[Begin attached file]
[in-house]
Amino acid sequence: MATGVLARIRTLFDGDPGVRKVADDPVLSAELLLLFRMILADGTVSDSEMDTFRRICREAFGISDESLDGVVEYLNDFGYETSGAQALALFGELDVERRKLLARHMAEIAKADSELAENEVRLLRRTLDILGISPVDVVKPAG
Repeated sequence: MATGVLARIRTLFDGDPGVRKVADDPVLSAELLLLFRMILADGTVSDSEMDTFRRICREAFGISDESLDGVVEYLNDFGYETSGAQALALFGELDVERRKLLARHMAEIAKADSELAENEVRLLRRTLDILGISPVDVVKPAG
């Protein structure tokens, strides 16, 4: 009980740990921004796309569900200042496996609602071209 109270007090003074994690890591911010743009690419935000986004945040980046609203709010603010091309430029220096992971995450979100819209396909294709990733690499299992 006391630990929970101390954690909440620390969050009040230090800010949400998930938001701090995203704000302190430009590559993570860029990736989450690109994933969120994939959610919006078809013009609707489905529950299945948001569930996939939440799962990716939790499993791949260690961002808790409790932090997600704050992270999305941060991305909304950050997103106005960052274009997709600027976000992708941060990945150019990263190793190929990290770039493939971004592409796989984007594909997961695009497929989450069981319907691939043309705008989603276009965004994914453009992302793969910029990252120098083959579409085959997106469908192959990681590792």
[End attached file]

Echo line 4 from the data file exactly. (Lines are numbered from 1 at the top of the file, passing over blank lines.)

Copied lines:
């Protein structure tokens, strides 16, 4: 009980740990921004796309569900200042496996609602071209 109270007090003074994690890591911010743009690419935000986004945040980046609203709010603010091309430029220096992971995450979100819209396909294709990733690499299992 006391630990929970101390954690909440620390969050009040230090800010949400998930938001701090995203704000302190430009590559993570860029990736989450690109994933969120994939959610919006078809013009609707489905529950299945948001569930996939939440799962990716939790499993791949260690961002808790409790932090997600704050992270999305941060991305909304950050997103106005960052274009997709600027976000992708941060990945150019990263190793190929990290770039493939971004592409796989984007594909997961695009497929989450069981319907691939043309705008989603276009965004994914453009992302793969910029990252120098083959579409085959997106469908192959990681590792």